I worked with this lesson for the first time last year when I piloted a lesson using using Stanford University's International Carbon Footprint Challenge resources. Students were very curious to explore the subject further and I was looking for a way to broaden our conversion about the multiple aspects of climate change.
Day 1 of this three day jigsaw activity gives students time to pick their topic area of interest and read and annotate their primary text.
Day 2 provides students collaborative support to deepen their understanding of their topic area and
Day 3 is when it all comes together through a jigsaw discussion with their lab groups.
For me as a teacher, this lesson met many of my overarching goals for the year, including:
1. Remind students about their overall prompt (on the board) for this activity:
How is climate change affecting, transforming and connected to each of the following areas?
2. Ask students to take two minutes to check in with their Four Corners expert group to ensure that every member of the group feels comfortable with the content of their assigned reading and discussion the previous day.
3. Tell students to get ready for the jigsaw activity by getting back with their lab group. Each lab group should have one representative from each of the Four Corners groups. If students are absent, help any group with a missing member buddy up with a nearby group to make sure they will have a presenter for each of the four articles.
1. Once students are in their lab groups, each member will take a turn describing the major takeaways of their reading on climate change and politics, wildfires, marine life, or glaciers.
2. As each expert describes their information, other group members take notes on the jigsaw connections document. This document can help students focus their conversation and allows for a comprehension check within the group conversation. Overall, students reported feeling supported by the different types of conversations they were having and the switch off between leadership and listening roles throughout our activity. As I listened in to conversations and discussed their written work with them, I felt very confident that my students could talk confidently at length with their parents or any other person that they might talk to about our unit.
3. Students can use additional time to ask clarifying questions and discuss their impressions while you circulate to assist groups with their discussion and comprehension.
1. To wrap up this activity, meet as a large group to talk about student impressions and comprehension of the articles they read individually and discussed collectively within their small groups using prompts like this:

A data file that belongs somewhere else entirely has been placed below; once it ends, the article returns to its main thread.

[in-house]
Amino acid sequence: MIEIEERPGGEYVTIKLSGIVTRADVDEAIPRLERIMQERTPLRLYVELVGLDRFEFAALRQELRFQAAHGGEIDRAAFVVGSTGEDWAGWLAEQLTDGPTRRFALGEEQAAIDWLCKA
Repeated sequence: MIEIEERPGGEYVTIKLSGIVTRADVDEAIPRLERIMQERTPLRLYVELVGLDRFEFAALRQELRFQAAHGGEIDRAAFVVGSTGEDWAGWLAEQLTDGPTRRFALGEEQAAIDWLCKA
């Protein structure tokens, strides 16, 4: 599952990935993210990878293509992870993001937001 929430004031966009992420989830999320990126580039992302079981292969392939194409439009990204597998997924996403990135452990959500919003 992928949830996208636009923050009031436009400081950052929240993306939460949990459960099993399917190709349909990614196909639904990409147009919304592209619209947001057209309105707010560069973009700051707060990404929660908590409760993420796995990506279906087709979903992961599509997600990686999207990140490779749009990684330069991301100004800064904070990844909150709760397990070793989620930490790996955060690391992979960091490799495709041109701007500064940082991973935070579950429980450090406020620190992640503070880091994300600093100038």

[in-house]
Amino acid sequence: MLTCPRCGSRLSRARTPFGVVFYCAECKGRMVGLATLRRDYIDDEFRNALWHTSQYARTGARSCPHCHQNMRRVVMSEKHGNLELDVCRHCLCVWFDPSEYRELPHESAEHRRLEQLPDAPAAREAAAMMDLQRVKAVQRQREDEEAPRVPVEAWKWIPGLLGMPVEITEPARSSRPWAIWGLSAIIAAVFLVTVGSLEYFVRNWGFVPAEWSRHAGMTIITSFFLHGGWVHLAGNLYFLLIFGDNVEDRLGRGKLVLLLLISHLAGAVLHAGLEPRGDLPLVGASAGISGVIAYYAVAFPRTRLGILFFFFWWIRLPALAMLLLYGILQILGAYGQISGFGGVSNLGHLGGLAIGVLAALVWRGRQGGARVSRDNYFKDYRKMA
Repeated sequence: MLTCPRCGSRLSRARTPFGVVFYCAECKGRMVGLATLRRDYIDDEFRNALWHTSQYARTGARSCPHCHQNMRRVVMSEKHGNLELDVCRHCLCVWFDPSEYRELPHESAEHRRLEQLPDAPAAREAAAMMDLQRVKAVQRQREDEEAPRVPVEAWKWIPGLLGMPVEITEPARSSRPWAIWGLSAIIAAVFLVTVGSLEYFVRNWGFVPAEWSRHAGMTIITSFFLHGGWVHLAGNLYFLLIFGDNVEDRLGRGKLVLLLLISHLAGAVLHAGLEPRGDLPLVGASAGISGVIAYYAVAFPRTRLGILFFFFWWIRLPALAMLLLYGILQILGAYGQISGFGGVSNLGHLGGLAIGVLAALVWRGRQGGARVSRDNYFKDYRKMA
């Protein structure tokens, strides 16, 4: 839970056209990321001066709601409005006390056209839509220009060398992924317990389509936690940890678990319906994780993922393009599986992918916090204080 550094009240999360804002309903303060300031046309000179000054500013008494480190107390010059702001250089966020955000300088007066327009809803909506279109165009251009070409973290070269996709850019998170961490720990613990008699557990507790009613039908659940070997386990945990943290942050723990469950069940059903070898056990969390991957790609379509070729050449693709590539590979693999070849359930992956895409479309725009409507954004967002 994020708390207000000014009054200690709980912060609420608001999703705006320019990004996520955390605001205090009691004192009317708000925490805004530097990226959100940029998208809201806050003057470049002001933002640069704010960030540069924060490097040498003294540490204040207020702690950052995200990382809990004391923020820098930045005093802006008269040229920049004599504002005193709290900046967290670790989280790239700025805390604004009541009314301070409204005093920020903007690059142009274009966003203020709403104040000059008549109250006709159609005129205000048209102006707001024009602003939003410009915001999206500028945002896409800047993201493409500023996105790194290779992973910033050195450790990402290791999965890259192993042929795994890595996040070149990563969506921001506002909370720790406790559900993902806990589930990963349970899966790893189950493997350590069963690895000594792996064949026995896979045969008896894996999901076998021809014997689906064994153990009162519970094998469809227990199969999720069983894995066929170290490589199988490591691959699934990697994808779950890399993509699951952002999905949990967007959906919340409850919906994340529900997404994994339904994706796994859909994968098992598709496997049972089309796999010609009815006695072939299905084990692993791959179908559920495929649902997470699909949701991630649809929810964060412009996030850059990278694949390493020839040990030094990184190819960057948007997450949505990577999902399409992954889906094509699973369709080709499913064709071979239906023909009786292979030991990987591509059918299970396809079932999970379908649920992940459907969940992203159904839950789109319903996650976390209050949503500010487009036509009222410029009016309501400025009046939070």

What was one major takeaway you have from the article you read?
What was one part of your group discussion that surprised you most?
What questions came up for you after hearing about these climate change topics?
You can also read student written reflections on this activity after the unit was completed and watch my short video for more on the positive response students had to our topic, the collaborative approach to our primary texts, and the many strategies they used to construct meaning and make connections. The only thing students asked for that we didn't do was more; more time to talk, more topics to explore, more international solutions to research, and more ideas for things we could do as a class and school to make an impact.
As well, see one of my students talk briefly about the experience in a video she created, enjoy!
There are so many web resources available to teachers, it can be overwhelming at times. Take a look at my short list of some of my current favorites that I used to help inspire my during lesson planning and directly with students. Depending upon the class interest and the direction of our classroom discussions, I could either utilize information I had gained from the sites or pull them up for students to see for themselves and discuss more in depth. The animations are short yet impactful and the length helped focus student attention and leave room for immediate feedback and responses. And because I had done my homework, I was in a better position to lead and contribute to discussions, answer student questions, and ask more substantive, probing questions to continue conversations started by the students.